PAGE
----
You know, gentle ribbing by friends when you tell them that you aren’t going to go out to dinner with the crew because you’re saving to pay off your mortgage? Taunting by your crazy uncle that you’re not going to participate in the fantasy football league? Whispers by noisy co-workers that you’re too, “cheap” to, “go in” on the lottery ticket pool?
Here’s a quick explanation of why I don’t care about what those people say, They’re broke!
Mom always told me to avoid peer pressure and she was so right. Personal Finance is Personal. You wouldn’t take advice about weight loss from a sumo wrestler, so you probably shouldn’t take advice (or respond to pressure tactics) about how to spend your money from people who aren’t successful at managing their own finances.
Don’t get me wrong, I do think there’s a distinction between frugal and cheap. I am frugal, but I’m definitely not cheap (or I don’t think so). Recently a few events/occasions (baby shower & going away party) have come up at work where it’s basically expected that everyone will contribute money for a gift. Instead of feeling weird or bad that I didn’t want to contribute a large sum of money. I offered what I felt comfortable giving (frugal, not cheap!). I’m not going to feel guilt-ed into giving $30, just because everyone else is. If I want to give $10, that’s what I’ll give. And If I want to give $50 when everyone else is giving $10, that’s what I’ll give. And I’ll feel good about it!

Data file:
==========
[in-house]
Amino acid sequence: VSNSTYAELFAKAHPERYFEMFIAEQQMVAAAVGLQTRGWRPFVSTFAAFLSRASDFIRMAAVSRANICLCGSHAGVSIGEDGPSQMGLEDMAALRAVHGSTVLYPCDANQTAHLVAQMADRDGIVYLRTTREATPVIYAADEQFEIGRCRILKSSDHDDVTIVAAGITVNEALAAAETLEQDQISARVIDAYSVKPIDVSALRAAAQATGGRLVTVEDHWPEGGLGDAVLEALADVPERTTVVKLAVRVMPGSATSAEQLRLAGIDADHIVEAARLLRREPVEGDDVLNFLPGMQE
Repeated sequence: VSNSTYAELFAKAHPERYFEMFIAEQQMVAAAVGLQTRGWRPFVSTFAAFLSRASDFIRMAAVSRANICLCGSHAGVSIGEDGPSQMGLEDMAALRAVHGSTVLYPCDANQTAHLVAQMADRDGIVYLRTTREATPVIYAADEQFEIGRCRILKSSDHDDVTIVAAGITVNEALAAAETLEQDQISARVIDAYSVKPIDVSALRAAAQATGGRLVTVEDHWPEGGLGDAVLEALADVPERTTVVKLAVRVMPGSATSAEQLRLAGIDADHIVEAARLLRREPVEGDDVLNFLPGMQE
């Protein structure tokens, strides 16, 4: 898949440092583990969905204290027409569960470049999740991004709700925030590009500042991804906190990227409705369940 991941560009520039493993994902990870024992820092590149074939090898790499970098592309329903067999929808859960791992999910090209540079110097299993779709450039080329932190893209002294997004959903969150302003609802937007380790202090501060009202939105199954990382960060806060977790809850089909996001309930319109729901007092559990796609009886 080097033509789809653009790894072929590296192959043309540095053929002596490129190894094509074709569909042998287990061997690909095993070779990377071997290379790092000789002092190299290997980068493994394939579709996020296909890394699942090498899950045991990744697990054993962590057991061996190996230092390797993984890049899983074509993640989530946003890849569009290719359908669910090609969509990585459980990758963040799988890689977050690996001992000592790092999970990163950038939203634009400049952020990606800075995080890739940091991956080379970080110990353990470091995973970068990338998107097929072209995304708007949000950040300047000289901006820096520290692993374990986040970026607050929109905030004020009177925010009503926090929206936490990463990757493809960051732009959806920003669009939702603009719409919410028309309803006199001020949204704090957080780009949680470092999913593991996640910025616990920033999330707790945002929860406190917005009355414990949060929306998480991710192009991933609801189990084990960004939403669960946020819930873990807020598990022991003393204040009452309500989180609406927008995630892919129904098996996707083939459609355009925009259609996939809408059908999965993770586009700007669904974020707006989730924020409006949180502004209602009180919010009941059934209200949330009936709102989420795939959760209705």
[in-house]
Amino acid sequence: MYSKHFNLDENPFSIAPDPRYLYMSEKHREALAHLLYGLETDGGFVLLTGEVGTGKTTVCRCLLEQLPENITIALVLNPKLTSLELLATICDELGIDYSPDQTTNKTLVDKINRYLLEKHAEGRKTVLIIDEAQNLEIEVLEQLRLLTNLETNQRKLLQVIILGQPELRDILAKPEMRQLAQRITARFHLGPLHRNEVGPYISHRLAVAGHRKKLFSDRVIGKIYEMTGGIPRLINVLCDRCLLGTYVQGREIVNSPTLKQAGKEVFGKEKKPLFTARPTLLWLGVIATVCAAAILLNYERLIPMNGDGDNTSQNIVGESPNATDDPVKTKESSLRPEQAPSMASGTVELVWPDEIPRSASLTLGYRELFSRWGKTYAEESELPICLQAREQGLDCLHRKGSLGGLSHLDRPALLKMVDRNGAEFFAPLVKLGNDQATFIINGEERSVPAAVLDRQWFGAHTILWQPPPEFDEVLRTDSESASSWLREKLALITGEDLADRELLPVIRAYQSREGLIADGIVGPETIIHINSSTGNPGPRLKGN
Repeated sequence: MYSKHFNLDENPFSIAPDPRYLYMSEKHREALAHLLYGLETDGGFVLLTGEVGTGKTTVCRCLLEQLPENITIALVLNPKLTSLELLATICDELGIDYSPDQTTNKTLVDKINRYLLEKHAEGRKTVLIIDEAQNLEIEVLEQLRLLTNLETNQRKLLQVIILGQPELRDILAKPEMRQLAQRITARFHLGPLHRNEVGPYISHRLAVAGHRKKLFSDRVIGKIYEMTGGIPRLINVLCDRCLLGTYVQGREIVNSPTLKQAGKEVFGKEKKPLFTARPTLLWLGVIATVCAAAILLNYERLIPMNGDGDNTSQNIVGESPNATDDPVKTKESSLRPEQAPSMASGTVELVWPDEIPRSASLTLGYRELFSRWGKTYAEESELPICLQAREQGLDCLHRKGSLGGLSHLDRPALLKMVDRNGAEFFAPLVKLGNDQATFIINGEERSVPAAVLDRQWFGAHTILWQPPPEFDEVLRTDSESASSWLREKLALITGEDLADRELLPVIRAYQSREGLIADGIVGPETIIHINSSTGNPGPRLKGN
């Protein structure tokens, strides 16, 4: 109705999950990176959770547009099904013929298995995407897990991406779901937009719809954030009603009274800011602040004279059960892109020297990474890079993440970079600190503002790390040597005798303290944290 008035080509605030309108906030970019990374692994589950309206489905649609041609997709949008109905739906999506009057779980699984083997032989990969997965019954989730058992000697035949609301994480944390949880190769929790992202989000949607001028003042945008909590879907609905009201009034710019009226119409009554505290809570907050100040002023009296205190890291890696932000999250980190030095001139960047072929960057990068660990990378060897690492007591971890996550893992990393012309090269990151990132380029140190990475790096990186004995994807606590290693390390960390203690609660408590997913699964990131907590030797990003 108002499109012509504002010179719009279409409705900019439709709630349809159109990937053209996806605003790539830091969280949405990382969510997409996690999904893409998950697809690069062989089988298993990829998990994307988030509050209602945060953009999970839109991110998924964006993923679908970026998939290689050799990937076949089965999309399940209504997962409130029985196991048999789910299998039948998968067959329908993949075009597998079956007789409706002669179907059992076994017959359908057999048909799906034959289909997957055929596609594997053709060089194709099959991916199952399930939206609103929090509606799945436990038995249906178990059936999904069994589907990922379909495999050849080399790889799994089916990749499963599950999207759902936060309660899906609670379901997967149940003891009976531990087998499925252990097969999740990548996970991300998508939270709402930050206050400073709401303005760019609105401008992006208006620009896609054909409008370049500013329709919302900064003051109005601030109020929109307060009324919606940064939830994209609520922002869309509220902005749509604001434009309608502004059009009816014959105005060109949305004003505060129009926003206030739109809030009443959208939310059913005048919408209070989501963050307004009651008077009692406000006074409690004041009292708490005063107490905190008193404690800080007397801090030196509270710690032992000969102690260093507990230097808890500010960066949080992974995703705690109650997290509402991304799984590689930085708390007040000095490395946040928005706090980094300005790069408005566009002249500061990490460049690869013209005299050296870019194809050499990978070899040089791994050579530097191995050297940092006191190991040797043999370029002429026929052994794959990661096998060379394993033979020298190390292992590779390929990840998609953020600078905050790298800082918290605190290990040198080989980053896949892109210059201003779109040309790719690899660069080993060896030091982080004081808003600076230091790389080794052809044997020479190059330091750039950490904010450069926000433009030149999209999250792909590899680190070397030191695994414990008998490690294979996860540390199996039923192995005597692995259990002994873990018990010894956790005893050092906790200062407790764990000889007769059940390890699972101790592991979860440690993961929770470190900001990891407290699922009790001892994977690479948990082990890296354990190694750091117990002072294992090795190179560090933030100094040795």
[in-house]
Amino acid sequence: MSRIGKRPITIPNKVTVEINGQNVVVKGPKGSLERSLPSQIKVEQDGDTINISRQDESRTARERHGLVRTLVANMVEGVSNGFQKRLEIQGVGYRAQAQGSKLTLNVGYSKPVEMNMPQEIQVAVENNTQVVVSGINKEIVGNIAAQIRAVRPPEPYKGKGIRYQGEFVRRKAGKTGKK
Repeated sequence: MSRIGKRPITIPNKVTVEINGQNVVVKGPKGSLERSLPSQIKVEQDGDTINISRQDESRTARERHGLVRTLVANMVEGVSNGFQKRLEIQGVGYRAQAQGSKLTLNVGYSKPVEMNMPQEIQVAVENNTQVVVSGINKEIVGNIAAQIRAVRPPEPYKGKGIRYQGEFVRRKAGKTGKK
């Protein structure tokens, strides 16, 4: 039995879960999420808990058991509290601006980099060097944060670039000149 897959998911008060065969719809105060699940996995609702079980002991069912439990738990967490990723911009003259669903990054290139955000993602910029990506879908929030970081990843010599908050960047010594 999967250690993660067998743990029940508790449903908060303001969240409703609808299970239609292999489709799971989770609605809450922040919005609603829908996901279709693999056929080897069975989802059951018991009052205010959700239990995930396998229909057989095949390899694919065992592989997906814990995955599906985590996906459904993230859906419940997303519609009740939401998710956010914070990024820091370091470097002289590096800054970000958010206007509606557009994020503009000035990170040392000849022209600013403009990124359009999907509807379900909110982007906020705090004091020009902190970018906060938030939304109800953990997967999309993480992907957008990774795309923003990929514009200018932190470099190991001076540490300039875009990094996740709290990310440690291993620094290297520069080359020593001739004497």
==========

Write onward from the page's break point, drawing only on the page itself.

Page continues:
Do I feel weird saying, “No” sometimes? No! Do I feel bad about declining an offer? Nope. Do I feel good about continuing to make the, “right” financial moves that will help me build a strong financial future? Absol-freaking-lutely.
Do You Ever Feel Guilty About Saying, “No” to Broke Friends and Co-workers? How Do You Avoid Them?